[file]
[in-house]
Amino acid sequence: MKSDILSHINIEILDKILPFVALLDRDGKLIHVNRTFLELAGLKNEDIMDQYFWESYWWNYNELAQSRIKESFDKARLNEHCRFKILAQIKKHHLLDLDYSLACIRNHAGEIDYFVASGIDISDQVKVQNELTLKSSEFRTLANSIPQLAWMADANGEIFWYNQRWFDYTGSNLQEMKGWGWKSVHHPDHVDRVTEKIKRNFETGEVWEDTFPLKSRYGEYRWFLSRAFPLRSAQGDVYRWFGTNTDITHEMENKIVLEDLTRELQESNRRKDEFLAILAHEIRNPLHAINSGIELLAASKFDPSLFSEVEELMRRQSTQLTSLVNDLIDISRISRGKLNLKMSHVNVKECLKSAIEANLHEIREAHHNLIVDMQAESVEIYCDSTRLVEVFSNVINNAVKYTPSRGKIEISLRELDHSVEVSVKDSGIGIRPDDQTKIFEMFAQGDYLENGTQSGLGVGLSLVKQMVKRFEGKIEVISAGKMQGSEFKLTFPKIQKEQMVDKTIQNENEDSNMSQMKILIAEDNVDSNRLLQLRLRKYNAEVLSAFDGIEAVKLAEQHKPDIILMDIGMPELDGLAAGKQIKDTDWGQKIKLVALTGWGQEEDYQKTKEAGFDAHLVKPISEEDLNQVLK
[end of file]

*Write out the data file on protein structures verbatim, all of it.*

[in-house]
Amino acid sequence: MKSDILSHINIEILDKILPFVALLDRDGKLIHVNRTFLELAGLKNEDIMDQYFWESYWWNYNELAQSRIKESFDKARLNEHCRFKILAQIKKHHLLDLDYSLACIRNHAGEIDYFVASGIDISDQVKVQNELTLKSSEFRTLANSIPQLAWMADANGEIFWYNQRWFDYTGSNLQEMKGWGWKSVHHPDHVDRVTEKIKRNFETGEVWEDTFPLKSRYGEYRWFLSRAFPLRSAQGDVYRWFGTNTDITHEMENKIVLEDLTRELQESNRRKDEFLAILAHEIRNPLHAINSGIELLAASKFDPSLFSEVEELMRRQSTQLTSLVNDLIDISRISRGKLNLKMSHVNVKECLKSAIEANLHEIREAHHNLIVDMQAESVEIYCDSTRLVEVFSNVINNAVKYTPSRGKIEISLRELDHSVEVSVKDSGIGIRPDDQTKIFEMFAQGDYLENGTQSGLGVGLSLVKQMVKRFEGKIEVISAGKMQGSEFKLTFPKIQKEQMVDKTIQNENEDSNMSQMKILIAEDNVDSNRLLQLRLRKYNAEVLSAFDGIEAVKLAEQHKPDIILMDIGMPELDGLAAGKQIKDTDWGQKIKLVALTGWGQEEDYQKTKEAGFDAHLVKPISEEDLNQVLK